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Crohn Disease: HELP
Articles from St. Francis in Roslyn
Based on 4 articles published since 2010
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These are the 4 published articles about Crohn Disease that originated from St. Francis in Roslyn during 2010-2020.
 
+ Citations + Abstracts
1 Review Drug-Herb Interactions in the Elderly Patient with IBD: a Growing Concern. 2017

Rahman, Haider / Kim, Marina / Leung, Galen / Green, Jesse A / Katz, Seymour. ·Department of Internal Medicine, Albany Medical Center, 47 New Scotland Ave, Albany, NY, 12208, USA. · Division of Gastroenterology, New York Presbyterian Brooklyn Methodist Hospital Weill Cornell College of Medicine, 506 Sixth Street Suite 312 Buckley Pavilion, Brooklyn, NY, 11215, USA. Mak9236@nyp.org. · New York University School of Medicine, 550 1st Avenue NBV 16 North 30, New York, NY, USA. · Perelman School of Medicine, Division of Gastroenterology, University of Pennsylvania, Penn Presbyterian Medical Center, Philadelphia, PA, 19104, USA. · Division of Gastroenterology, New York University School of Medicine NYC North Shore University - Long Island Jewish Hospital System, Manhasset, NY, USA. · St. Francis Hospital, Roslyn, NY, USA. ·Curr Treat Options Gastroenterol · Pubmed #28918484.

ABSTRACT: OPINION STATEMENT: Inflammatory bowel disease (IBD), which includes conditions such as Crohn's disease and ulcerative colitis, is becoming more prevalent with the elderly being the fastest growing group. Parallel to this, there is an increasing interest in the use of complementary and alternative medicine (CAM). Nearly half of patients with IBD have used CAM at one time. The elderly patients, however, are burdened by comorbid conditions, polypharmacy, and altered functional status. With increasing use of complementary and alternative medicine in our elderly patients with IBD, it is vital for the provider to provide counsel on drug-herb potential interactions. CAM includes herbal products, diet, dietary supplements, acupuncture, and prayer. In this paper, we will review common CAM, specifically herbs, that are used in patients with IBD including the herb background, suggested use, evidence in IBD, and most importantly, potential interactions with IBD medications used in elderly patients. Most important evidence-based adverse events and drug-herb interactions are summarized. The herbs discussed include Triticum aestivum (wheat grass), Andrographis paniculata (chiretta), Boswellia serrata, tormentil, bilberry, curcumin (turmeric), Plantago ovata (blond psyllium), Oenothera biennis (evening primrose oil), germinated barley foodstuff, an herbal preparation of myrrh, chamomile and coffee extract, chios mastic gum, wormwood (absinthe, thujone), Cannabis sativa (marijuana, THC), tripterygium wilfordii (thunder god vine), Ulmus rubra (slippery elm bark), trigonella foenugraecum (fenugreek), Dioscorea mexicana (wild yam), Harpagophytum procumbens (devil's claw), ginger, cinnamon, licorice, and peppermint.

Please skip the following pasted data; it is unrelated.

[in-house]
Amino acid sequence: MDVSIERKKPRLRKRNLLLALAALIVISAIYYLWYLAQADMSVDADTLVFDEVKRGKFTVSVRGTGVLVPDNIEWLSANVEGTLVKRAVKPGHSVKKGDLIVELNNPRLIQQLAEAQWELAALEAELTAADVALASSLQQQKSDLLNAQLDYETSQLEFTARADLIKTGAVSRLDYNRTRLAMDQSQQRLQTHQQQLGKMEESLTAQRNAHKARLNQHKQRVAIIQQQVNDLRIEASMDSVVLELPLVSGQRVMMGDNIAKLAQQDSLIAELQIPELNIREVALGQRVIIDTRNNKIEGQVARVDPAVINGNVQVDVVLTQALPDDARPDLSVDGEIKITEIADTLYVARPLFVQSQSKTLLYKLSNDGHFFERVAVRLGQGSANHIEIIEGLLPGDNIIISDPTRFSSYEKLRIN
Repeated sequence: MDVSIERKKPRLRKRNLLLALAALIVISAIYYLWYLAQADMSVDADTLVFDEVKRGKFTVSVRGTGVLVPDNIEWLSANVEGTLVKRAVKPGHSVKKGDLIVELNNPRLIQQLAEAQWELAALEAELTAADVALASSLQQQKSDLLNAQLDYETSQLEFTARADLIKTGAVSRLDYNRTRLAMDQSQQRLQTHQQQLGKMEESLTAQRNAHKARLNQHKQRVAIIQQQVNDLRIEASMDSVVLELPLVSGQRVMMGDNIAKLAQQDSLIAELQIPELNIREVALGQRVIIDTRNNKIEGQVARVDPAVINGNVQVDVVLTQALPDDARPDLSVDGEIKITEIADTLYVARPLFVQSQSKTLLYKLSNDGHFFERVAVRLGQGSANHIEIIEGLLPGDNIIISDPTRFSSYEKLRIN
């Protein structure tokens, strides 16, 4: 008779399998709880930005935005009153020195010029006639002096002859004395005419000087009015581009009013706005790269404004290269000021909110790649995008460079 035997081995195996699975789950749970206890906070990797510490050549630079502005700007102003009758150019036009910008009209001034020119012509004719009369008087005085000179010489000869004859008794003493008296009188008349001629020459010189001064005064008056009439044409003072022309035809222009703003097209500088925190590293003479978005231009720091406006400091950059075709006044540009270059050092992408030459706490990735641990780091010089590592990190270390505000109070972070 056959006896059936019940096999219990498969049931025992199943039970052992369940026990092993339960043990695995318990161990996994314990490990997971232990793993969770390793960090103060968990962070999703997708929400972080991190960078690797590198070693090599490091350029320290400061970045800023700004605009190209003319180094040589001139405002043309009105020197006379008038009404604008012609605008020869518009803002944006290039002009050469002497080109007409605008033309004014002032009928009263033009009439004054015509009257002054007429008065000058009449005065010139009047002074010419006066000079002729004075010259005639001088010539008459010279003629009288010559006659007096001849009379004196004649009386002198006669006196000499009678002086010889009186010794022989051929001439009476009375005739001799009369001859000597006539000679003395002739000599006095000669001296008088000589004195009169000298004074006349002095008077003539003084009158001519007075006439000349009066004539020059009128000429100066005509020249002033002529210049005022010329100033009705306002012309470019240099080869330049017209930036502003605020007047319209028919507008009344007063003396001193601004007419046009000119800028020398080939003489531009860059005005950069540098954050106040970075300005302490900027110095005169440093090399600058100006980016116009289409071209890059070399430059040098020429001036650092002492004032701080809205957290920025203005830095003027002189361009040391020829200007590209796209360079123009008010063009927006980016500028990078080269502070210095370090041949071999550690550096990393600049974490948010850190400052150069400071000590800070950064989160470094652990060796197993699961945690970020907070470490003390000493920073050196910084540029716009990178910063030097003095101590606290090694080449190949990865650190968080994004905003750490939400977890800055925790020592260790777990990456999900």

2 Article Functional variants in the 2018